For decades, immigration has been one of the key debates in British public life. The latest European refugee crisis, however, has pushed this debate even further into the spotlight. If a tough anti-immigration speech given by a top government official is any indication, the issue isn’t going to go away any time soon.
Speaking at the annual Conservative party conference on Tuesday in Manchester, Home Secretary Theresa May defended Britain’s plan for resettling Syrian refugees from camps in the Middle East, a scheme that means opting out of a European Union plan designed to fairly redistribute refugees. Britain would not accept an E.U.-wide immigration and asylum policy “in a thousand years,” May explained.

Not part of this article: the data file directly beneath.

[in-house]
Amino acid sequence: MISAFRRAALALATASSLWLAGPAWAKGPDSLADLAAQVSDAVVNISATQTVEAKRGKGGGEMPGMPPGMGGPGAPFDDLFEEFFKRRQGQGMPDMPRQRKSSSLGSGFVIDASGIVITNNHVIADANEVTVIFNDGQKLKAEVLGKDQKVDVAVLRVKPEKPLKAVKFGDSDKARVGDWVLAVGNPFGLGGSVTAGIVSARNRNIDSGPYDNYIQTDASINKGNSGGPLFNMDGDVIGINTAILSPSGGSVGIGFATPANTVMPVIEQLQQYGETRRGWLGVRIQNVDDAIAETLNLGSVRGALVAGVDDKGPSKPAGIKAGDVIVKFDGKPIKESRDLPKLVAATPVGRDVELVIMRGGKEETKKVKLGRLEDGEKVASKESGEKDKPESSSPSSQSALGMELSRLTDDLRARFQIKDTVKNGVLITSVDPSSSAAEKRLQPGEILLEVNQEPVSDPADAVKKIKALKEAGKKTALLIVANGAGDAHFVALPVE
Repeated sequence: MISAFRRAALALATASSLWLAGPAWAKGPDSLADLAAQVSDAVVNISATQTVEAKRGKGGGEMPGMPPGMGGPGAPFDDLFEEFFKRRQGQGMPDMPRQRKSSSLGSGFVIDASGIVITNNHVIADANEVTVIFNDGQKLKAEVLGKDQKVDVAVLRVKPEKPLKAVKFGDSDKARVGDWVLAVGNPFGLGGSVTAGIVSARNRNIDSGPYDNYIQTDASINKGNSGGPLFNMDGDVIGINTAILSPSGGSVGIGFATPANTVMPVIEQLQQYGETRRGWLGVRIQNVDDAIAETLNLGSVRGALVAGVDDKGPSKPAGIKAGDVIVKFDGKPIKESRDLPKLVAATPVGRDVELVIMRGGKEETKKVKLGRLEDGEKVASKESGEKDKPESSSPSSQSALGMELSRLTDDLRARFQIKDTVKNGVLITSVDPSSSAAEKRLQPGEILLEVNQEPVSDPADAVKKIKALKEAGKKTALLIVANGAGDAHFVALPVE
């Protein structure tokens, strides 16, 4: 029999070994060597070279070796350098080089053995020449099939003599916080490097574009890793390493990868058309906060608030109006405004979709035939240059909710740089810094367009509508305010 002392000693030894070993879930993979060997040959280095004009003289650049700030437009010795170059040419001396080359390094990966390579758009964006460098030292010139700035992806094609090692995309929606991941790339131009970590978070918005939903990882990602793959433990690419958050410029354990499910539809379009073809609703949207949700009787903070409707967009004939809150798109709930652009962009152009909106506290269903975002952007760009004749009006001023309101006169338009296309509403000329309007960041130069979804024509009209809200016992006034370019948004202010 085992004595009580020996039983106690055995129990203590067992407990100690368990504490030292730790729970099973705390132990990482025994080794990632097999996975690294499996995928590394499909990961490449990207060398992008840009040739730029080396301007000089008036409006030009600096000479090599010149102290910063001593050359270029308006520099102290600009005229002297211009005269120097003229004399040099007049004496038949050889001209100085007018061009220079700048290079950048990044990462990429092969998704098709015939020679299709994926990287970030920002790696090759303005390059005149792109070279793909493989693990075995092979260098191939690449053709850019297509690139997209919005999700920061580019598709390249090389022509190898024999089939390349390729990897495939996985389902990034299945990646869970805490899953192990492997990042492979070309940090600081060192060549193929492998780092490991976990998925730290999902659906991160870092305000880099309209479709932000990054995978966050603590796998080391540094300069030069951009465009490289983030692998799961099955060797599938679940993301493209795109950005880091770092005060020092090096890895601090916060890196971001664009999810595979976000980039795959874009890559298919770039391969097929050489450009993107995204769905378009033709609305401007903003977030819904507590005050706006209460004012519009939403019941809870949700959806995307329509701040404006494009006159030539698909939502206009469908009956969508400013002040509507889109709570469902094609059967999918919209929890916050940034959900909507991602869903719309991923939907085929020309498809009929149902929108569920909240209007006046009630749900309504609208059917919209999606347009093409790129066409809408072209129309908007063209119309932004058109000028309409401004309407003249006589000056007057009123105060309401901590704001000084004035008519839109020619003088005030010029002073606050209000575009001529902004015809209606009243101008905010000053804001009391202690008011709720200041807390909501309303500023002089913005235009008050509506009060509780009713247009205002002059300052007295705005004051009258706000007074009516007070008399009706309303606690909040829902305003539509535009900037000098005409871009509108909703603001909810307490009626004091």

May also argued more generally against the value of immigration. “Britain does not need net migration in the hundreds of thousands every year,” May warned, arguing that evidence showed “at best the net economic and fiscal effect of high immigration is close to zero.”
The home secretary also warned that when immigration was too high, “it’s impossible to build a cohesive society.”